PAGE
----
The Building Institute is UL Lafayette’s integrated project delivery, design-build program. The program brings architecture students, architects, engineers and contractors together in the design and construction of single-family, market-rate homes. The homes are built on infill property in the urban core neighborhoods of Lafayette, Louisiana and then publically sold at a market-rate. Students work hand-in-hand with local contractors to build the homes which achieve sustainability standards such as the National Homebuilder’s Green Building Standard or LEED. The Building Institute is structured through a graduate design studio in the fall, a construction documents course in the spring and the construction course in the summer. Students receive academic credit for each course and in addition, several team leaders receive paid summer internships allowing them to accrue IDP credit. The Building Institute is not a simulation- it is hyper-reality. As architect-developers, the students become agents of change.
We at the UL Lafayette Building Institute are greatly disturbed by L.U.S's plans to tax people with solar panels! Especially when they were such a big supporter of the BeauSoleil Home. Please let them know what you think.
WHAT - A new solar tax was recently implemented for Lafayette Utilities System customers. If you have solar panels on your roof, your bills are likely to increase over $200 per year. If you want new solar panels, the new tax likely means they'll never pay for themselves.
Back in 2012, my family installed a new solar power system on our home. Federal tax credits coupled with Louisiana’s solar power tax credits meant we spent $5,000 out of pocket on the brand new system. At the time, we anticipated the system to pay for itself in about seven or eight years.
For the profession, design build as a project delivery system is growing and academic programs can provide a proving ground for optimizing and expanding this system. The community service component of Educational Design-Build (E.D.B.) sets an example for the profession by better educating the underserved public as to the importance of design. And through design build, designers sustain the design process during construction and introduce craft at every level.
The profession can learn from the Lafayette Gridshell design process. Penetrating research was performed. Students carefully listened to potential clients. Conclusions were shared, tested, and documented. A variety of design schemes were explored individually. Then as an integrated team, a democratic design constitution was established and a final design was developed. This non-hierarchical process resulted in better collaboration and team member ownership, AND ultimately a better design.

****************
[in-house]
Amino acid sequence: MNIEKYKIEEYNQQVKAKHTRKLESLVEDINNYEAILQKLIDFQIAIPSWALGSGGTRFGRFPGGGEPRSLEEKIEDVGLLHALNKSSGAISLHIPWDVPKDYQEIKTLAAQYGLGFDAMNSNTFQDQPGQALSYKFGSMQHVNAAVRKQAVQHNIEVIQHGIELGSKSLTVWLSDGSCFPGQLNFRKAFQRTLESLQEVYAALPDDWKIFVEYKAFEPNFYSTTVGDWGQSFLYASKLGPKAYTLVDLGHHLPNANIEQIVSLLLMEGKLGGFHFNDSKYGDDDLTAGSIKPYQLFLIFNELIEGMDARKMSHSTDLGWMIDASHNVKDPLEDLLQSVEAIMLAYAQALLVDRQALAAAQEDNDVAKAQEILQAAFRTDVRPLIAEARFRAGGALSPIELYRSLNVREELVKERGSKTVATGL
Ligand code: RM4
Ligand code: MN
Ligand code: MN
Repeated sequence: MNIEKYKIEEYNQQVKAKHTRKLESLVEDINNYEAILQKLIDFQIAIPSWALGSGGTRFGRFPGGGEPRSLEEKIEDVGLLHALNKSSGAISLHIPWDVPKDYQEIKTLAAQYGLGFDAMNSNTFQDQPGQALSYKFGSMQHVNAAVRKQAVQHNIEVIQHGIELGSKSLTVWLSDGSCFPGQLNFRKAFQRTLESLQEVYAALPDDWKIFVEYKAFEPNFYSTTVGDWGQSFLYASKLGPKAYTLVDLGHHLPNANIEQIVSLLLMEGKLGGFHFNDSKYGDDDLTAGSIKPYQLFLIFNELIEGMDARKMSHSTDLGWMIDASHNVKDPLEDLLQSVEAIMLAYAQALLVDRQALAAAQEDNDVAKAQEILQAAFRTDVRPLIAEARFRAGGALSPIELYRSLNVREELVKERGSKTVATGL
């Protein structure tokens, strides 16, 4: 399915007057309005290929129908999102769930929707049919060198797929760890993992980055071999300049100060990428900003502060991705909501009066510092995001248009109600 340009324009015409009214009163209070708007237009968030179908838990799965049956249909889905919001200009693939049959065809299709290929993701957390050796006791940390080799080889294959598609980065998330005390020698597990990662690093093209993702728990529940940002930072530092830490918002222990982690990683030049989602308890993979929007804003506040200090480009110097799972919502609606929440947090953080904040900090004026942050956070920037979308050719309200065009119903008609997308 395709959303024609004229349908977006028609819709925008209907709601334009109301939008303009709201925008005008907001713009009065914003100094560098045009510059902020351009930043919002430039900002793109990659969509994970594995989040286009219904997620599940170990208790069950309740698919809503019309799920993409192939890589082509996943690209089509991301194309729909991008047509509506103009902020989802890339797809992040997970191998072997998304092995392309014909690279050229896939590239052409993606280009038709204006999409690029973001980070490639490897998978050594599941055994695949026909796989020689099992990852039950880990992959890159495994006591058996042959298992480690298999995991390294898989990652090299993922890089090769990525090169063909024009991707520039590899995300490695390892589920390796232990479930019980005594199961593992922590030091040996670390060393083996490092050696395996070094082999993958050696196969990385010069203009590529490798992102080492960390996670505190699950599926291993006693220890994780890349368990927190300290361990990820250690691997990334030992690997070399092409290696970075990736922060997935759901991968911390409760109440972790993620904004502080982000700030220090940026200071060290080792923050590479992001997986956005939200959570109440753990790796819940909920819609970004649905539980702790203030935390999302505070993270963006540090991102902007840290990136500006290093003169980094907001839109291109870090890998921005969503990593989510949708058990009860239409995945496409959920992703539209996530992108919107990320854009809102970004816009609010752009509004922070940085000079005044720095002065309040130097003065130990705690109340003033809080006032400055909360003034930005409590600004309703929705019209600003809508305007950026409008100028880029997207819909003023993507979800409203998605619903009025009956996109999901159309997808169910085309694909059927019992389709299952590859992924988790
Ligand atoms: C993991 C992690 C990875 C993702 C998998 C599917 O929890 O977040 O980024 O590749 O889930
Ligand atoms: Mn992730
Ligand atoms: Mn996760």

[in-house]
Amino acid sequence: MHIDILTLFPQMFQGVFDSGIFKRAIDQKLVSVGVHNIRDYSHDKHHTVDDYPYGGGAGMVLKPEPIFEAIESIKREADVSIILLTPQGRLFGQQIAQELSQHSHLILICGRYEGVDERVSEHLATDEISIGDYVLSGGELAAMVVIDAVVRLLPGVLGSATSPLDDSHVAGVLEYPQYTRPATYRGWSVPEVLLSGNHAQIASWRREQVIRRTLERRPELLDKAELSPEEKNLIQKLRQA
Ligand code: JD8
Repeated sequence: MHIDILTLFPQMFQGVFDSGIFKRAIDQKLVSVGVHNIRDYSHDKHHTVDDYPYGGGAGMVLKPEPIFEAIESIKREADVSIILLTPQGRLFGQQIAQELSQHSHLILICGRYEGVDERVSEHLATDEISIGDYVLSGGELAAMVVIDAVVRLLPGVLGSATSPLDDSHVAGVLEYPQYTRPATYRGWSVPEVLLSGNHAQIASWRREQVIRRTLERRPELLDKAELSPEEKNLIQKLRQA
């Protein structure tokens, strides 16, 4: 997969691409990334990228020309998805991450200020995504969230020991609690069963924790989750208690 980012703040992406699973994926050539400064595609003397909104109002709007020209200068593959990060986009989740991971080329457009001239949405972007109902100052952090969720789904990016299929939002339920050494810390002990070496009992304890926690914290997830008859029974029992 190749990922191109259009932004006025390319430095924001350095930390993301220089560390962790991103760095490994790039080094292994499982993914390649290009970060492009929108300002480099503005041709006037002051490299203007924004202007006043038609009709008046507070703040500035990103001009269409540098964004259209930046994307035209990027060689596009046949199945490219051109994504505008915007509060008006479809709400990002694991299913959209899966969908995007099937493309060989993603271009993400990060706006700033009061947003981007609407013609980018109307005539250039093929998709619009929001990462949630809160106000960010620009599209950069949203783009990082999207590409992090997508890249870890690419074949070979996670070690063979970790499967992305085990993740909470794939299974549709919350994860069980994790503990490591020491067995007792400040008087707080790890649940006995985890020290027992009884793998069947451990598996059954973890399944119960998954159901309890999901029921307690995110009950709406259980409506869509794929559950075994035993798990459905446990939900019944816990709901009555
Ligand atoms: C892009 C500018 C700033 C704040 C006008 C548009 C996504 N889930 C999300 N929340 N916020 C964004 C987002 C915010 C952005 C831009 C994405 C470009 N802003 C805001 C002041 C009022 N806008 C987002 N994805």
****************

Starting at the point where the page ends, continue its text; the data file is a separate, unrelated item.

E.D.B. programs like the Building Institute teach architects to be proactive and initiate their own projects. The profession cannot wait for the public, the market, or developers to ask for better design, they have to set an example by becoming agents of change. E.D.B. programs are necessary for the profession’s own survival through better prepared future architects and therefore it is hoped that architecture firms will make greater investments of time and money in their local universities.
Likewise, University administrations must make a larger and more thorough commitment to E.D.B. Program accreditation should require design-build programs to meet additional criteria and the National Council of Architectural Records Boards should allow greater Intern Development Program experience hours from E.D.B. for interns and students.
"Unhurried building” is intended to be a rallying cry for E.D.B. and professional practice. This “build-at-any-cost” mentality, as Stephen Verderber calls it, has to be resisted. Unhurried building is an attempt to codify the methodology of building with quality and sustainability as primary goals. Unhurried building does not mean that sustainability is not urgently needed but instead that architect’s must conduct careful observation, planning, and construction to reach these goals. Unhurried building also reflects the mindset that the owner, architect, contractor and community must have during the process. Their agenda must be directed towards long-term goals not short-term gains. On a micro-level, unhurried building calls for a new paradigm of design research, construction documentation, supply-chain control, and building craft. When these processes are hurried, quality declines but more importantly we lose sight of architect’s most critical responsibility- the health, safety, and welfare of the humans, animals, plants, and environment of the planet.
When we are unhurried and wise, we perceive that only great and worthy things have any permanent and absolute existence, that petty fears and petty pleasures are but the shadow of the reality.
-Henry David Thoreau